You could group them any way rocks are grouped. I think the best way is geographically. Your favorite specimens from everywhere you've been, organized in a way you can tell the story how you came by the specimen. Crystals, gems, ores, fossils and rock.
I like agates, I keep my agates separate, since they are my favorite. I keep fossils separate. I keep my semi precious stones separate. To be honest, I have so many, I have to keep my current finds out to complete identifications. Many times searching the beaches I keep samples of the rocks so I can show people how to tell what they are.
Crystals tell lots of stories. Some rocks glow luminescently. Some are sedimentary. Some are volcanic. Thet all tell stories to me. So sedimentary rocks are grouped together. Concretions together. Crystals together. Magnetic together. Igneous together.
My rock groups are mostly from the great lakes, but we have basalt and other igneous rocks. We have sedimentary rock, we have rocks from alluvial flow. We have Sea rocks. We have giant salt deposits. We have vast mineral deposits of iron and copper. The rocks I have tell the geological history of the great lakes. I group them in ways to tell that story. Other areas of the country would do it differently to tell the same story of their geological past.
The story is as important as the specimen. I learned about luminescent rocks at the Seaman Museum in Houghton, Michigan. I also looked at real meteorites and learned so much more about them at the same museum on the Campus of Michigan Tech. I learned about the Lake Superior fault and the formation of what is now Lake Superior from the trip to the world's largest amethyst mine in Canada. I followed that volcanic history down the Black River and it's seven waterfalls where I walked on ancient lava flows. I picked up agates on beaches around Michigan, looked for Greenstone near Duluth and picked up Petoskey stones from Lake Michigan. I visited the Copper mines and the iron mines of the upper peninsula of Michigan. I walked the shores of lake Michigan and Lake Erie collecting fossils. I learned about alluvial flows after finding a two hundred and fifty pound puddingstone in my yard. This prompted me to learn about glacial periods and concretions and conglomerates. I went to Indiana, Ohio and Kentucky to visit fossil formations. I went to Mammoth cave and Lost River cave and learned about cave systems and bats. Learned about stalgmites and stalagtites, limestone and calcite formations.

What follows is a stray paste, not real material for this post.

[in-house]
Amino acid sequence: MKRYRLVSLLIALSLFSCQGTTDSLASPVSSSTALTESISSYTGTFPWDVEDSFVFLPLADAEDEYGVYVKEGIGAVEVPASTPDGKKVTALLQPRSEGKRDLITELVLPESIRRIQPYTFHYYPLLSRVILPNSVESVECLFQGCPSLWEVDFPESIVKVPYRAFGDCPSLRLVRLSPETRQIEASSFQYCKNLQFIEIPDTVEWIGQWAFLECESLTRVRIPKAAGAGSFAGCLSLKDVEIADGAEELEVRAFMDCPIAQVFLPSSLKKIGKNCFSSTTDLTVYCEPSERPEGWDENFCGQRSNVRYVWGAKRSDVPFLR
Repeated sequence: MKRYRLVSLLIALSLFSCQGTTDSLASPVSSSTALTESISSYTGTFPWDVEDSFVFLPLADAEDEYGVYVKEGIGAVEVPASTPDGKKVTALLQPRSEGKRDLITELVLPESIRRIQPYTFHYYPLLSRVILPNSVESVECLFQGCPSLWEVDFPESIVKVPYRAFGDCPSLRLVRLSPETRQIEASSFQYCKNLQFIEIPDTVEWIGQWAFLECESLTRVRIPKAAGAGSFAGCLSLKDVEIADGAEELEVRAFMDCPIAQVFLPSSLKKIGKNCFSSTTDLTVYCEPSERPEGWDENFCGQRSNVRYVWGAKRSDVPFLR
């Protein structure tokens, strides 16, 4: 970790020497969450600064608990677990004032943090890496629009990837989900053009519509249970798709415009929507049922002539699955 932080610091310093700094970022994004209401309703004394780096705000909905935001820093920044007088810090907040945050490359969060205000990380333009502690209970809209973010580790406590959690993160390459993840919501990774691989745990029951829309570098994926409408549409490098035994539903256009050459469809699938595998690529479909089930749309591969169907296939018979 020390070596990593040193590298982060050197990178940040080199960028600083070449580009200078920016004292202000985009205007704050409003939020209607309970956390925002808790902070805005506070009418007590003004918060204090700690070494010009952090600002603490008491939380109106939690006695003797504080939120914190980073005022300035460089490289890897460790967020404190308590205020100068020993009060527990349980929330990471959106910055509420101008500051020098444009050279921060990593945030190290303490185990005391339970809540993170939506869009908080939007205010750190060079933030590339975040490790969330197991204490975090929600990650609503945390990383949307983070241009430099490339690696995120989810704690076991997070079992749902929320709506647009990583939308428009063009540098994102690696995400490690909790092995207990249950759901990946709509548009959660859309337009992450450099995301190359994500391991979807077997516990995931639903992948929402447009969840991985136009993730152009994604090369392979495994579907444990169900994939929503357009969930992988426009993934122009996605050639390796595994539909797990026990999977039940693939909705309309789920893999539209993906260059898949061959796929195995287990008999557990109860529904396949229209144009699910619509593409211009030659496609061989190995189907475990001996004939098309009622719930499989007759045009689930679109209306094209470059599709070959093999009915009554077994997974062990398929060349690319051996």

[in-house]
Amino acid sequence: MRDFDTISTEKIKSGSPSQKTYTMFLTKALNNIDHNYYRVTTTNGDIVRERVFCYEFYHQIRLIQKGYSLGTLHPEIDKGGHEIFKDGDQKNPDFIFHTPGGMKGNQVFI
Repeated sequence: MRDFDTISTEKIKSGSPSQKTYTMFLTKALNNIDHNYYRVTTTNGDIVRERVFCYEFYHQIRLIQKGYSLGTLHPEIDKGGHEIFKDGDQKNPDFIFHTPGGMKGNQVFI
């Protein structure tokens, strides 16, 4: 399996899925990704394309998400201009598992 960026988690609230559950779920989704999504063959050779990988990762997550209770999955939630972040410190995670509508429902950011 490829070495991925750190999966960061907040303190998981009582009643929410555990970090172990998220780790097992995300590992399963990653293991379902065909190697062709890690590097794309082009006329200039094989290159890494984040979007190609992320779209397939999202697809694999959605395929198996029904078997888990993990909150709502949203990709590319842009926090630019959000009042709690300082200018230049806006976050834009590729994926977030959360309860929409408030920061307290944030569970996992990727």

The long and short of it is if looking for arrowheads got you into rocks, then learning about obsidian, flint and chert got you started. Then telling that story is important. Finding out the flint, chert, jasper, quartz, chalcedony and agate are all silicates and share similar properties and the same chemical formula, made you keep looking. It drew you in and your collection should reflect it. If semi precious stones at rock shows got you there, then that's where you start.
Odds are if it intrigued you, it will fascinate the people you show your collection.